It’s worth revisiting the dangerous East Jerusalem construction roller coaster ride of 2017. In January, Netanyahu announced, “I’ve decided to remove the political limitations on construction in East Jerusalem.” The worst was feared, including implementation of Givat Hamatos and/or E1, either of which would have devastating impact on the viability of the two-state solution. Nothing happened until April when rumors frantically swirled suggesting Netanyahu was planning a 15,000-unit construction surge in East Jerusalem. The formal announcement was expected to coincide with Jerusalem Day – and President Trump’s first visit – in May, but nothing was announced. A short time later, on June 6th, the Civil Administration’s High Planning Council advanced 603 units for the massive settlement of Maale Adumim, located just across the Green Line on the northeast border of East Jerusalem.
Israeli Education Minister Naftali Bennett presented a plan to the Knesset that will double the size of “Ariel University,” an Israeli institution of higher education located in the settlement of Ariel settlement. The centerpiece of Bennett’s plan, which will be implemented over the next five years, is a medical center to be named for Sheldon Adelson, who is a major American settlement financier. Adelson is said to be contributing $20 million to the medical school, making good on a commitment made in 2014. The plans still need to secure addition approvals before proceeding.
Ariel is located in the heart of the northern West Bank, reaching literally to the midpoint between the Green Line and the Jordan border. The future of Ariel has long been one of the greatest challenges to any possible peace agreement, since any plan to attach Ariel to Israel will cut the northern West Bank into pieces. Ariel University became an accredited Israeli university in 2012, following significant controversy and opposition, including from Israeli academics. It has since been the focus of additional controversy, linked to what is a clear Israeli-government-backed agenda of exploiting academia to normalize settlements.
Earlier this month, the IDF evacuated dozens of radical Israeli settlers from the illegal “Baladim” outpost in the Jordan Valley. Baladim was the most notorious and established outpost in the region, a frequent source of terror for Palestinians and the Israeli army alike. The radical “Hilltop Youth” that camp-out in Baladim have been evacuated dozens of times before, but each time the they return to live illegally in the area.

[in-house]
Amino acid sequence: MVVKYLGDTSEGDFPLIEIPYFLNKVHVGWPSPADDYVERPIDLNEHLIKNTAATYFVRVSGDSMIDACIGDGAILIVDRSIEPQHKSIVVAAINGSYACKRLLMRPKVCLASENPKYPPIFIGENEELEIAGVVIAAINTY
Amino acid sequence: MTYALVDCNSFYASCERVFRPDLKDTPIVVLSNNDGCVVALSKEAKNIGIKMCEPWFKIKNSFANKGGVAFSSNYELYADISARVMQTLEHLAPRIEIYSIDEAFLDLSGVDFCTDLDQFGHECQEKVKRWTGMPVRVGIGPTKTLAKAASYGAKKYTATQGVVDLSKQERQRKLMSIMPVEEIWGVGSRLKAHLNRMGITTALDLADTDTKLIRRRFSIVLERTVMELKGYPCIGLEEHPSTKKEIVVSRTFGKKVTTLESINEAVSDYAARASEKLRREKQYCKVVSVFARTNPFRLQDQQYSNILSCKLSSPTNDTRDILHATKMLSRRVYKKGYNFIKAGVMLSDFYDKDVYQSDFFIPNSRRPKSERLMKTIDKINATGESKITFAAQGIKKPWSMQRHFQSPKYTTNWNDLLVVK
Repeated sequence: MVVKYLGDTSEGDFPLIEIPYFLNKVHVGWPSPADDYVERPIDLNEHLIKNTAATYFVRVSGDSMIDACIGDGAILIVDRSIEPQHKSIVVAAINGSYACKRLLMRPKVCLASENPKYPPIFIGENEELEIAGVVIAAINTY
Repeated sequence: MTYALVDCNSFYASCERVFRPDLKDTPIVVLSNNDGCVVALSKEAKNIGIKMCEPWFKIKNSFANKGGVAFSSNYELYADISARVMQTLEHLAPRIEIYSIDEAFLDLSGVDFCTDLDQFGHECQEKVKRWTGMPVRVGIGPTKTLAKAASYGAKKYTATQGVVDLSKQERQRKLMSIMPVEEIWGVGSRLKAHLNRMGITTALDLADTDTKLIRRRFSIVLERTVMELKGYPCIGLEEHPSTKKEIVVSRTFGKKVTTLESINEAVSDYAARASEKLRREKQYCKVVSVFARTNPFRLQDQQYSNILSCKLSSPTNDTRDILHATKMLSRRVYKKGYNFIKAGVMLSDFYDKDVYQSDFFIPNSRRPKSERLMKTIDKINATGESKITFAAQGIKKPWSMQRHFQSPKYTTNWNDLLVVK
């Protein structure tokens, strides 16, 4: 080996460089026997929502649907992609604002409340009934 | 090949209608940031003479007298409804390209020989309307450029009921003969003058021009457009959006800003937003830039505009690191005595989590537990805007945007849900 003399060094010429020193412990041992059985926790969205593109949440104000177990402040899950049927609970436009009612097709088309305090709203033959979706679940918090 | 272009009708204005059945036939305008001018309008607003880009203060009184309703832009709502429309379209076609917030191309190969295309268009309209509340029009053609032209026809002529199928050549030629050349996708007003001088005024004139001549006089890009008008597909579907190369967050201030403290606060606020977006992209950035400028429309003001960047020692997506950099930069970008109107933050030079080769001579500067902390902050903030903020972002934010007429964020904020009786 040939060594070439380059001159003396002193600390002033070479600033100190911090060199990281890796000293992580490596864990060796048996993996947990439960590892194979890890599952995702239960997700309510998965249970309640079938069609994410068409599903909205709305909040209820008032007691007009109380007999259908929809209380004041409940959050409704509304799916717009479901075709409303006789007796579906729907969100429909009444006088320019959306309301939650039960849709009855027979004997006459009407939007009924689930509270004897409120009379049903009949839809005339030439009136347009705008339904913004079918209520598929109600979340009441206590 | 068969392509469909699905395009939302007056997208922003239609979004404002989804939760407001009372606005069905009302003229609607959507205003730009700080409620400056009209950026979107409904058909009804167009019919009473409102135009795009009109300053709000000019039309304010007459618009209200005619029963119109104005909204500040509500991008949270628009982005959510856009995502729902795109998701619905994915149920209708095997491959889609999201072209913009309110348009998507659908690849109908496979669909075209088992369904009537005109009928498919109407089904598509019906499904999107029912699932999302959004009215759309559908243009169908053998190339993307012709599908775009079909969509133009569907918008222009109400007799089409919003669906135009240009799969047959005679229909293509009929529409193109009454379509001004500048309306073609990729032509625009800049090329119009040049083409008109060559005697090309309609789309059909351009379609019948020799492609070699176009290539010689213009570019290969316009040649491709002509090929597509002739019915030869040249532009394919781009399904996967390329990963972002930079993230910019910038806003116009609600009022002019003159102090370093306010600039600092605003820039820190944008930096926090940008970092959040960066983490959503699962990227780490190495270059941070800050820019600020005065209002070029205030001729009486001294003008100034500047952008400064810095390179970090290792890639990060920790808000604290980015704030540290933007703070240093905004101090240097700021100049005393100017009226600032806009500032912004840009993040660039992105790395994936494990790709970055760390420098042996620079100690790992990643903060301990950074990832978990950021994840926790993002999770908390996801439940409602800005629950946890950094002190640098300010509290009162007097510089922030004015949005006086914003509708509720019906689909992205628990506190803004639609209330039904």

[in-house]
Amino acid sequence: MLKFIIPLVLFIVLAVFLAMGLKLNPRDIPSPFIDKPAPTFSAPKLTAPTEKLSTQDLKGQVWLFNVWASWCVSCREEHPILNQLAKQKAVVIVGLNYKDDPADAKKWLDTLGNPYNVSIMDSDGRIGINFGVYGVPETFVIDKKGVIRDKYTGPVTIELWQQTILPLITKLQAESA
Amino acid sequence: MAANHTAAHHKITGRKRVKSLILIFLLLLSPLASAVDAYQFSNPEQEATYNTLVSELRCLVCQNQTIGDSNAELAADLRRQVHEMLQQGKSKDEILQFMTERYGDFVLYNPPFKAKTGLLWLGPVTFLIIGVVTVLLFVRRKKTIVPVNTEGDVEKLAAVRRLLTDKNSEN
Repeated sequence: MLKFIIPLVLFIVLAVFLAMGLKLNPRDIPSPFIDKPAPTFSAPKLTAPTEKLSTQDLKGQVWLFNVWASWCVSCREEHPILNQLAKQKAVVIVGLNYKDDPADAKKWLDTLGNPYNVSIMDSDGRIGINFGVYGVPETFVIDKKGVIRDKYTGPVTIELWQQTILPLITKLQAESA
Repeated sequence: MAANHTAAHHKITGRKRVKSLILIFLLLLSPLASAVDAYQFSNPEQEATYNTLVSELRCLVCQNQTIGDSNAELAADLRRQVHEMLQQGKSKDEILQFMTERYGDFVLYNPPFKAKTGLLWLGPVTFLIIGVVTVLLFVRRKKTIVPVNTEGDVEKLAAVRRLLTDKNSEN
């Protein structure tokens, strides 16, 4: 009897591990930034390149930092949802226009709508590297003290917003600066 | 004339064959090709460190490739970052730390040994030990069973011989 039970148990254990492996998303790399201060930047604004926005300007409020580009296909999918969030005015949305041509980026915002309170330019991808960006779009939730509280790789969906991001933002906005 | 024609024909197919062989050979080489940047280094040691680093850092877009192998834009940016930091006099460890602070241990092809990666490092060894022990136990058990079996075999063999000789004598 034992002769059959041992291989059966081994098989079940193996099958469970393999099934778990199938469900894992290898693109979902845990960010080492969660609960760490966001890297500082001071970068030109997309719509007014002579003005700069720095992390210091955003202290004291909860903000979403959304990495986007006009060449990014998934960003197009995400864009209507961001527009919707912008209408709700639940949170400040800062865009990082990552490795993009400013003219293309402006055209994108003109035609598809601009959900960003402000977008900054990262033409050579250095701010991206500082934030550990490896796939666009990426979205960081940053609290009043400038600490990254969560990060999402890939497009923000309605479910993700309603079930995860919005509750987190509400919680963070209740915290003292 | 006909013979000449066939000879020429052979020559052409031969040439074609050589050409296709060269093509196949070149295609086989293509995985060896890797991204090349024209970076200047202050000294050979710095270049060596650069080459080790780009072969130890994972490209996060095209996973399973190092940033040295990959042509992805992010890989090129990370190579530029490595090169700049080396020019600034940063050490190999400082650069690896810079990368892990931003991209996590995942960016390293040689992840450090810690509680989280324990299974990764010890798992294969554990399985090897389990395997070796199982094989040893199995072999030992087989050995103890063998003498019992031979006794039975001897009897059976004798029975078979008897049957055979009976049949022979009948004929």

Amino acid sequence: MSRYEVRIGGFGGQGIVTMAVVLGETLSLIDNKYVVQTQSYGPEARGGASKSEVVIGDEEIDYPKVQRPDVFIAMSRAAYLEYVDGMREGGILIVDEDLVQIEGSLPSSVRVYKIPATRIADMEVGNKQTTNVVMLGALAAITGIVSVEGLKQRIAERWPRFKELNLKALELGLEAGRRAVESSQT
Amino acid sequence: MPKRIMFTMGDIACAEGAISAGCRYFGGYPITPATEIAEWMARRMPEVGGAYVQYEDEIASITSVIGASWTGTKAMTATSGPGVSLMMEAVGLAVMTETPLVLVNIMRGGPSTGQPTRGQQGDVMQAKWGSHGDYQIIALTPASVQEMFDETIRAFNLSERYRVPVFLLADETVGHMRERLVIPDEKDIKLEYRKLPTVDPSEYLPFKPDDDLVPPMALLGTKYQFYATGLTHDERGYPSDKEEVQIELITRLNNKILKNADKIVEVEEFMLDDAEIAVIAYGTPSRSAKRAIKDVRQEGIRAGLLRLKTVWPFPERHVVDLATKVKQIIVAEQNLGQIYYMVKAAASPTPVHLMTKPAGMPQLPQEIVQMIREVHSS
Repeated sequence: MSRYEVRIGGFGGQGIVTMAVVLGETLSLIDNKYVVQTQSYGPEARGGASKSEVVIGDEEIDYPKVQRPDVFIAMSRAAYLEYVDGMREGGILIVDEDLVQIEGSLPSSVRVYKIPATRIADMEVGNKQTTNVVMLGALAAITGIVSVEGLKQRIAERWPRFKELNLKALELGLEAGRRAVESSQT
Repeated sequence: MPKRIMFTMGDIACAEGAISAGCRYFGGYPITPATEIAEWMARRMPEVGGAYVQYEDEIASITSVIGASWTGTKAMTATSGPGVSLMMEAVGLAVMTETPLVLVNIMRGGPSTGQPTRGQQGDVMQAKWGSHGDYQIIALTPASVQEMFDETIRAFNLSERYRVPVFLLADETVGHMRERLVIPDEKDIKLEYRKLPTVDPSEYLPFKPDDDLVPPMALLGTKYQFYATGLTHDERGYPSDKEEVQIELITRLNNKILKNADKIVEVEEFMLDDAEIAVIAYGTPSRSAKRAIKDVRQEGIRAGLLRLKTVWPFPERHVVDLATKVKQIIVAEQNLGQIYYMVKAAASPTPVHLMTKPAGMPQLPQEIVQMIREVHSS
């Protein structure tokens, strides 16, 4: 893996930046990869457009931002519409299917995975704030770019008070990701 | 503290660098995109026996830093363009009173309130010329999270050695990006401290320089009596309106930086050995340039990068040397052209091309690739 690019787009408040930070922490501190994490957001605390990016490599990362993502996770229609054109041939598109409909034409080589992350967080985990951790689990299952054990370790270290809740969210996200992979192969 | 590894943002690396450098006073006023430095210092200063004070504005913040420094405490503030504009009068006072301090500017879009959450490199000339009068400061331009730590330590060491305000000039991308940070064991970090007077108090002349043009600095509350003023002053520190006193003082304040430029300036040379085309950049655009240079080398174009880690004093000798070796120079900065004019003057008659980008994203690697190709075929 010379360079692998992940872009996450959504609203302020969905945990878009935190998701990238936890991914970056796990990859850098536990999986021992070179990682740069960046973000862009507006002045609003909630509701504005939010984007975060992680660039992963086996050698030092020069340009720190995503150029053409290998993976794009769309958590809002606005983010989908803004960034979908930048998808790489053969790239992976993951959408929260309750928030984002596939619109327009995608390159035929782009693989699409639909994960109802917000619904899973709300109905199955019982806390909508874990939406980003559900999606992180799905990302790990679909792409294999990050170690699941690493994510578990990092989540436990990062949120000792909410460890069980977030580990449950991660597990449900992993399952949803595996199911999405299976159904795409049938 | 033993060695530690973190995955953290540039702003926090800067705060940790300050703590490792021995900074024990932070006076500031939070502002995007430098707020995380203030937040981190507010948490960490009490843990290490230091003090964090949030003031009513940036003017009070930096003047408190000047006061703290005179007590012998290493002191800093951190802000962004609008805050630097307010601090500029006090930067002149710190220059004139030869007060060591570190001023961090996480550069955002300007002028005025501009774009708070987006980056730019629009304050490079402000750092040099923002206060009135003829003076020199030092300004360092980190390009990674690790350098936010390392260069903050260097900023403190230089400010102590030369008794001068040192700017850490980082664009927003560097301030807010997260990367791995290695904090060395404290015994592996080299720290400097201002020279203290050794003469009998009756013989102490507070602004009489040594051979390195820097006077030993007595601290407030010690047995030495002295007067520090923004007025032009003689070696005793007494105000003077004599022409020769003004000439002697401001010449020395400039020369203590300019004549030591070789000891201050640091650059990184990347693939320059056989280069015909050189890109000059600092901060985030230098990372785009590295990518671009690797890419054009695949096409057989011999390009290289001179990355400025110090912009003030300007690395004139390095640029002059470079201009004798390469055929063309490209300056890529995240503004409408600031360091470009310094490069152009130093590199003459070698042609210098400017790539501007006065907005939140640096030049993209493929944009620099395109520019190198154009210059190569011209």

According to a Haartez report, this time the IDF approached the leaders of the radical settlement of Yitzhar – from which many of Baladim radicals hail – before the outpost’s evacuation. The IDF reportedly warn them about the likely influx of Hilltop Youth to Yitzhar following the evacuation.
The interplay between Yitzhar and the Hilltop Youth is one to watch, particularly after an attack this week on Israeli Army vehicles at Yitzhar’s gate. The settlement’s leaders are claiming that the Hilltop Youth are responsible for perpetrating the attack. Haaretz writes, “Yitzhar is considered an ideological focal point of the radical settler right, yet a large number of residents who spoke to Haaretz condemned the recent stone throwing and the extremist ideology of the Baladim settlers.” Shin Bet officials reportedly met with Yitzhar leaders this week to push them to do more to “calm” the young, violent, and extremely problematic radicals. Yitzhar settlers might be trying to distance themselves from the Baladim (which is problematic given that the Hilltop Youth who have fought for Baladim are from Yitzhar), as the Shin Bet has been more aggressively moving against members of the “Hilltop Youth”, which we covered in last week’s settlement report.
- “Who Are You Calling a Settler? Meet the young Israelis living in the West Bank” (Haaretz)
- “Settlement tours: a new frontline in Israel’s ideological conflict” (Reuters)
- “Americans disproportionately leading the charge in settling the West Bank” (Haaretz)
FMEP has long been a trusted resource on settlement-related issues, reflecting both the excellent work of our grantees on the ground and our own in-house expertise. FMEP’s focus on settlements derives from our commitment to achieving lasting Israeli-Palestinian peace, and our recognition of the fact that Israeli settlements – established for the explicit purpose of dispossessing Palestinians in the West Bank and East Jerusalem of land and resources, and depriving them of the very possibility of self-determination in their own state with borders based on the 1967 lines – are antithetical to that goal.